Candidates face signage rules before Saskatoon election
Just a month shy of Saskatoon's municipal election, names and faces of the three candidates vying for the mayor’s office can be seen all along the city’s streets.
However, not every green-space or street corner is their’s for the taking.
As manager of planning and development for the City of Saskatoon, Alan Wallace explains candidates are send a list of rules and regulations outlining what they can and can’t do with their election signs.
“It’s meant to create a level playing field and to allow candidates to put up temporary signs,” said Wallace. “That’s the key; these are temporary signs for 45 days prior to the election and seven days after.”
Wallace added it’s also to ensure driver safety for the thousands of motorists around high-traffic areas.
Election signs are prohibited on certain roadways in the city including anywhere of Circle Drive except between Warman Road and the CNR spur line west of Avenue C, anywhere on airport drive and Idywyld drive except between 20th Street and the CNR overpass north of 39th Street.
According to planning and development, signs must only have two face signs, are not permitted on centre median or traffic islands and must not be illuminated, animated or rotating.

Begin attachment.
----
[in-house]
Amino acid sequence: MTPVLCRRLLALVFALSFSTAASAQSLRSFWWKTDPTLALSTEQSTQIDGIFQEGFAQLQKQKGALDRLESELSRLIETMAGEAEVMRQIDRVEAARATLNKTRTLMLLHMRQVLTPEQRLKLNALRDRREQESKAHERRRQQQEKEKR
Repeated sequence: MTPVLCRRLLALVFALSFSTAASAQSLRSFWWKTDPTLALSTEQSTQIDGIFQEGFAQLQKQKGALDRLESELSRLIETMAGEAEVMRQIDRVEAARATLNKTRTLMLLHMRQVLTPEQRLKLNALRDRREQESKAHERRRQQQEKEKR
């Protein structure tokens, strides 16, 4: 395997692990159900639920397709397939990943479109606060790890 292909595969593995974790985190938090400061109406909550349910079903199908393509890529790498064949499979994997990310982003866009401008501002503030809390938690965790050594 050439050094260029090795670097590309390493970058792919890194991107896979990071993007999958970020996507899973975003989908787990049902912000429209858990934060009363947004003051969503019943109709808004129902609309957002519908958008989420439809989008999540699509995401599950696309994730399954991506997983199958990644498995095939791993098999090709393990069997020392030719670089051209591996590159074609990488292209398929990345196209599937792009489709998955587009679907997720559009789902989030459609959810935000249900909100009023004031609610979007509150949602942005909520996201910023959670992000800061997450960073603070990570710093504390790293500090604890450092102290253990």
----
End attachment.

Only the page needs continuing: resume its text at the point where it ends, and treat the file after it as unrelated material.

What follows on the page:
In his 28 years with planning and development, Wallace said he hasn’t seen anything too strange in terms of violations of election signage, adding candidates to do violate the rules and regulations, quickly meet the regulations once warned.
Wallace mentioned candidate Don Atchison as a pioneer of the waving strategy, but council put a stop to that with a bylaw.
“As long as the candidate is in a place where temporary signs are allowed, they would be allowed to do that,” said Wallace.
Atchison, a man said to have pioneered greeting voters on the side of the road, said council passed a bylaw prohibiting what he’s come to be known for.
“They made it so you had to be 30-metres away from the sidewalk,” said the current mayor of Saskatoon. And although he wouldn’t comment specifically on the actions of mayoral candidate Tom Wolf, Atchison said he’s just concerned about his own campaign.
“What other candidates do, if they wish to break the law then that’s their business. I respect the citizens of Saskatoon and council and they said I couldn’t do that anymore.”
The third candidate in the race for mayor, Clay Mazukewich said he isn’t bothering with elections signs, adding he will win votes with his message, not an election sign.
“I don’t think it’s necessary. If I’m in the news in (the newspaper) and on the radio, that’s enough advertisement as far as I’m concerned,” said Mazukewich.
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